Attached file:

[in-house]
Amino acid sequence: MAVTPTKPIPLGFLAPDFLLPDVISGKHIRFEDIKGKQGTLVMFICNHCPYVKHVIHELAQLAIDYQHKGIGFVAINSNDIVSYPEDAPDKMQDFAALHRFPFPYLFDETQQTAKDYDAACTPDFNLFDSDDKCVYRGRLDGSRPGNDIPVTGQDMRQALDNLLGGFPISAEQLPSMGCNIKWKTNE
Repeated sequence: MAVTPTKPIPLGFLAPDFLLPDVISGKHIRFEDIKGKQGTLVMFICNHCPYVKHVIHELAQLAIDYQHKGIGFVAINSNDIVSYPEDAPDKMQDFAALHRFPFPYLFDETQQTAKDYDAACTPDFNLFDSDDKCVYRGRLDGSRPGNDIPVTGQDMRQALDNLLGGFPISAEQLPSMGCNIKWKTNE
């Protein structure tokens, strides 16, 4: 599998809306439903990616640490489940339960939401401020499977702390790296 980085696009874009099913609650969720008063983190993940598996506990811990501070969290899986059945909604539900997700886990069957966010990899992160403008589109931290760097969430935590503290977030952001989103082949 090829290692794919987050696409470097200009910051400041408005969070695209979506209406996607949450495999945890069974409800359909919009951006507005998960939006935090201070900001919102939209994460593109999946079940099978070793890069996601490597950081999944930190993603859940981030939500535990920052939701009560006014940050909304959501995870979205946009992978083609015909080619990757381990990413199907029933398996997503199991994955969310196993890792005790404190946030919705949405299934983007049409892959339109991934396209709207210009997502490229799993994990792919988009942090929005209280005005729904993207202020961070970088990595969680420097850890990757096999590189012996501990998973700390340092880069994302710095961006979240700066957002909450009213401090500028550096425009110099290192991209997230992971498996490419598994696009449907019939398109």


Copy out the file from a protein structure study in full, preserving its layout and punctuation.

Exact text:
[in-house]
Amino acid sequence: MAVTPTKPIPLGFLAPDFLLPDVISGKHIRFEDIKGKQGTLVMFICNHCPYVKHVIHELAQLAIDYQHKGIGFVAINSNDIVSYPEDAPDKMQDFAALHRFPFPYLFDETQQTAKDYDAACTPDFNLFDSDDKCVYRGRLDGSRPGNDIPVTGQDMRQALDNLLGGFPISAEQLPSMGCNIKWKTNE
Repeated sequence: MAVTPTKPIPLGFLAPDFLLPDVISGKHIRFEDIKGKQGTLVMFICNHCPYVKHVIHELAQLAIDYQHKGIGFVAINSNDIVSYPEDAPDKMQDFAALHRFPFPYLFDETQQTAKDYDAACTPDFNLFDSDDKCVYRGRLDGSRPGNDIPVTGQDMRQALDNLLGGFPISAEQLPSMGCNIKWKTNE
């Protein structure tokens, strides 16, 4: 599998809306439903990616640490489940339960939401401020499977702390790296 980085696009874009099913609650969720008063983190993940598996506990811990501070969290899986059945909604539900997700886990069957966010990899992160403008589109931290760097969430935590503290977030952001989103082949 090829290692794919987050696409470097200009910051400041408005969070695209979506209406996607949450495999945890069974409800359909919009951006507005998960939006935090201070900001919102939209994460593109999946079940099978070793890069996601490597950081999944930190993603859940981030939500535990920052939701009560006014940050909304959501995870979205946009992978083609015909080619990757381990990413199907029933398996997503199991994955969310196993890792005790404190946030919705949405299934983007049409892959339109991934396209709207210009997502490229799993994990792919988009942090929005209280005005729904993207202020961070970088990595969680420097850890990757096999590189012996501990998973700390340092880069994302710095961006979240700066957002909450009213401090500028550096425009110099290192991209997230992971498996490419598994696009449907019939398109």